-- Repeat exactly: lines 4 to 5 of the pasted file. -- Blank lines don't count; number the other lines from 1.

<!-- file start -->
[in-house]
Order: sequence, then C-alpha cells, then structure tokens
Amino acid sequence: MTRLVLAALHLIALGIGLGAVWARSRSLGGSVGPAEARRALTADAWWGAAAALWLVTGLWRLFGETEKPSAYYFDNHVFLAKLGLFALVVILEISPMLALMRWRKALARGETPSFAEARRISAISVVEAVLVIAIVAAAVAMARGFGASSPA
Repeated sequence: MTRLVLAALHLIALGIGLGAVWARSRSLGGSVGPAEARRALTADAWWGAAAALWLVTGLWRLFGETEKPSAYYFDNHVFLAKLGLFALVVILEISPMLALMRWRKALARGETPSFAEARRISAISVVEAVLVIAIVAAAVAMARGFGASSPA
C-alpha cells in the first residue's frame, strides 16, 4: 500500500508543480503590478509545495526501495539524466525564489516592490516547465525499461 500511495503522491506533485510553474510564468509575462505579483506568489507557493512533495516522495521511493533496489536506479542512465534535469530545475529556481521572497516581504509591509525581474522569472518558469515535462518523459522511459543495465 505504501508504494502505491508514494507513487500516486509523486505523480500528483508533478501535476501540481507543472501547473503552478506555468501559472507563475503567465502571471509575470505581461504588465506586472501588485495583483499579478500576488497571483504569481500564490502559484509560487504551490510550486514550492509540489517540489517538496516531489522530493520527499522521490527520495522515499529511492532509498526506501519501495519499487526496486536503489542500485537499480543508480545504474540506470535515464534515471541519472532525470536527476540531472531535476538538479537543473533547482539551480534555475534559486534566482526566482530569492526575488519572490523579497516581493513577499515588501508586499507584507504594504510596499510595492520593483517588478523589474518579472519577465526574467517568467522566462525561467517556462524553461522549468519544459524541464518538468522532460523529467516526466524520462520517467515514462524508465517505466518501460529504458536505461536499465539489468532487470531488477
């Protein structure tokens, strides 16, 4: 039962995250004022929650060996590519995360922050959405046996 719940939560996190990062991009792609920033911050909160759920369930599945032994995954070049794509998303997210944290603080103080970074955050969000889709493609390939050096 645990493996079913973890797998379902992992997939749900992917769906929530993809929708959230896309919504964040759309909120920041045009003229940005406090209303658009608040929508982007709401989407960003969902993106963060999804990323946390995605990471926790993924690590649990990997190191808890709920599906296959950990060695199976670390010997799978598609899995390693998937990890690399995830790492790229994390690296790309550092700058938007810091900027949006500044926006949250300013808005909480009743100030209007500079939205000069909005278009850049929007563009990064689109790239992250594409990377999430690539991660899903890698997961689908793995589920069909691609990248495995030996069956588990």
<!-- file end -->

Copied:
Repeated sequence: MTRLVLAALHLIALGIGLGAVWARSRSLGGSVGPAEARRALTADAWWGAAAALWLVTGLWRLFGETEKPSAYYFDNHVFLAKLGLFALVVILEISPMLALMRWRKALARGETPSFAEARRISAISVVEAVLVIAIVAAAVAMARGFGASSPA
C-alpha cells in the first residue's frame, strides 16, 4: 500500500508543480503590478509545495526501495539524466525564489516592490516547465525499461 500511495503522491506533485510553474510564468509575462505579483506568489507557493512533495516522495521511493533496489536506479542512465534535469530545475529556481521572497516581504509591509525581474522569472518558469515535462518523459522511459543495465 505504501508504494502505491508514494507513487500516486509523486505523480500528483508533478501535476501540481507543472501547473503552478506555468501559472507563475503567465502571471509575470505581461504588465506586472501588485495583483499579478500576488497571483504569481500564490502559484509560487504551490510550486514550492509540489517540489517538496516531489522530493520527499522521490527520495522515499529511492532509498526506501519501495519499487526496486536503489542500485537499480543508480545504474540506470535515464534515471541519472532525470536527476540531472531535476538538479537543473533547482539551480534555475534559486534566482526566482530569492526575488519572490523579497516581493513577499515588501508586499507584507504594504510596499510595492520593483517588478523589474518579472519577465526574467517568467522566462525561467517556462524553461522549468519544459524541464518538468522532460523529467516526466524520462520517467515514462524508465517505466518501460529504458536505461536499465539489468532487470531488477